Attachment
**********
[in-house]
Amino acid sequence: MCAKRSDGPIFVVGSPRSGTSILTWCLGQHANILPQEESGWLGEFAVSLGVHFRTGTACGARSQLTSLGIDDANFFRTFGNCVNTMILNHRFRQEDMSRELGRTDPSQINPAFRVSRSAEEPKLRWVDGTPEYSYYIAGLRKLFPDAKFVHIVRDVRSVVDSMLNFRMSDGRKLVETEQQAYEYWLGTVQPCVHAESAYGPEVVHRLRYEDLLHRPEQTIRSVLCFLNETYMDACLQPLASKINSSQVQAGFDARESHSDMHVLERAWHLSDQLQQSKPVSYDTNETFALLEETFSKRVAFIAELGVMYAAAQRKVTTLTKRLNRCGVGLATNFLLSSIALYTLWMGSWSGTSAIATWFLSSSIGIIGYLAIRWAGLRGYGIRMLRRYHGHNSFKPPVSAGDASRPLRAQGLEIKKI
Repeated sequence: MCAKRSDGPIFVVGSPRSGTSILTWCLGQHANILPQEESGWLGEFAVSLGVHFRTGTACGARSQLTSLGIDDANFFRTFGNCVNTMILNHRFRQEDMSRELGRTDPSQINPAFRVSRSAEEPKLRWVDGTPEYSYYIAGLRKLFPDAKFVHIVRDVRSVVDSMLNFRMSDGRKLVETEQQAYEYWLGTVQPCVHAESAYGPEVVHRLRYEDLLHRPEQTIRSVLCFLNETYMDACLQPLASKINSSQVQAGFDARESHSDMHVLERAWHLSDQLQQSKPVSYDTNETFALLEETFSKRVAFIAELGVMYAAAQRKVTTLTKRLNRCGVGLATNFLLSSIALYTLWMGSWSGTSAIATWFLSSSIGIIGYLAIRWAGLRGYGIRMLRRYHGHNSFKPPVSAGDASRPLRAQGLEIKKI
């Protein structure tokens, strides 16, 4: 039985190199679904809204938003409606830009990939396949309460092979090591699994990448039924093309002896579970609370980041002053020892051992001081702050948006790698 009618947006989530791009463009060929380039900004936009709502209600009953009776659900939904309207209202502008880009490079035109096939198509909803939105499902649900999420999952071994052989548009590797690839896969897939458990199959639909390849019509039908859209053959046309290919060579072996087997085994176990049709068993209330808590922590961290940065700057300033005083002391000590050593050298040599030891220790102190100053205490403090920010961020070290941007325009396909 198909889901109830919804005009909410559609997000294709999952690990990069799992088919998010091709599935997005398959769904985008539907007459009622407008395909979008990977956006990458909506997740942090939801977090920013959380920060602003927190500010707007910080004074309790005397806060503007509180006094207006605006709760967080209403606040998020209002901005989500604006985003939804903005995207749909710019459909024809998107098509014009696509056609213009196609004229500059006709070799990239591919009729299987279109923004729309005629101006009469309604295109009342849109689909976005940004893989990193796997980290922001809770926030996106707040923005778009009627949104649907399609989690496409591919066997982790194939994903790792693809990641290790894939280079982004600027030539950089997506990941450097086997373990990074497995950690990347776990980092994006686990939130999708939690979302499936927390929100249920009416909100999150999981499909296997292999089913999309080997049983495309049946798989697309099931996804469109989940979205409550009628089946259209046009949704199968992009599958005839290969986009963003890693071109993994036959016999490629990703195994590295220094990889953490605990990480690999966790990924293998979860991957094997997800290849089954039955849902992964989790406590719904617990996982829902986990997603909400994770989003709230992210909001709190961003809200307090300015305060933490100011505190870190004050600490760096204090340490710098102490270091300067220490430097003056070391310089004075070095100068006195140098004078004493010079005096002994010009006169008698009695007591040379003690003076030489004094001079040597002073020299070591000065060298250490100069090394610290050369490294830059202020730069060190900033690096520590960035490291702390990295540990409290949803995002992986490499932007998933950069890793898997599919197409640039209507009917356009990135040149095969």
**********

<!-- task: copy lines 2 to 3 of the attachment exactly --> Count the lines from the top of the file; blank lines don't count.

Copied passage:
Amino acid sequence: MCAKRSDGPIFVVGSPRSGTSILTWCLGQHANILPQEESGWLGEFAVSLGVHFRTGTACGARSQLTSLGIDDANFFRTFGNCVNTMILNHRFRQEDMSRELGRTDPSQINPAFRVSRSAEEPKLRWVDGTPEYSYYIAGLRKLFPDAKFVHIVRDVRSVVDSMLNFRMSDGRKLVETEQQAYEYWLGTVQPCVHAESAYGPEVVHRLRYEDLLHRPEQTIRSVLCFLNETYMDACLQPLASKINSSQVQAGFDARESHSDMHVLERAWHLSDQLQQSKPVSYDTNETFALLEETFSKRVAFIAELGVMYAAAQRKVTTLTKRLNRCGVGLATNFLLSSIALYTLWMGSWSGTSAIATWFLSSSIGIIGYLAIRWAGLRGYGIRMLRRYHGHNSFKPPVSAGDASRPLRAQGLEIKKI
Repeated sequence: MCAKRSDGPIFVVGSPRSGTSILTWCLGQHANILPQEESGWLGEFAVSLGVHFRTGTACGARSQLTSLGIDDANFFRTFGNCVNTMILNHRFRQEDMSRELGRTDPSQINPAFRVSRSAEEPKLRWVDGTPEYSYYIAGLRKLFPDAKFVHIVRDVRSVVDSMLNFRMSDGRKLVETEQQAYEYWLGTVQPCVHAESAYGPEVVHRLRYEDLLHRPEQTIRSVLCFLNETYMDACLQPLASKINSSQVQAGFDARESHSDMHVLERAWHLSDQLQQSKPVSYDTNETFALLEETFSKRVAFIAELGVMYAAAQRKVTTLTKRLNRCGVGLATNFLLSSIALYTLWMGSWSGTSAIATWFLSSSIGIIGYLAIRWAGLRGYGIRMLRRYHGHNSFKPPVSAGDASRPLRAQGLEIKKI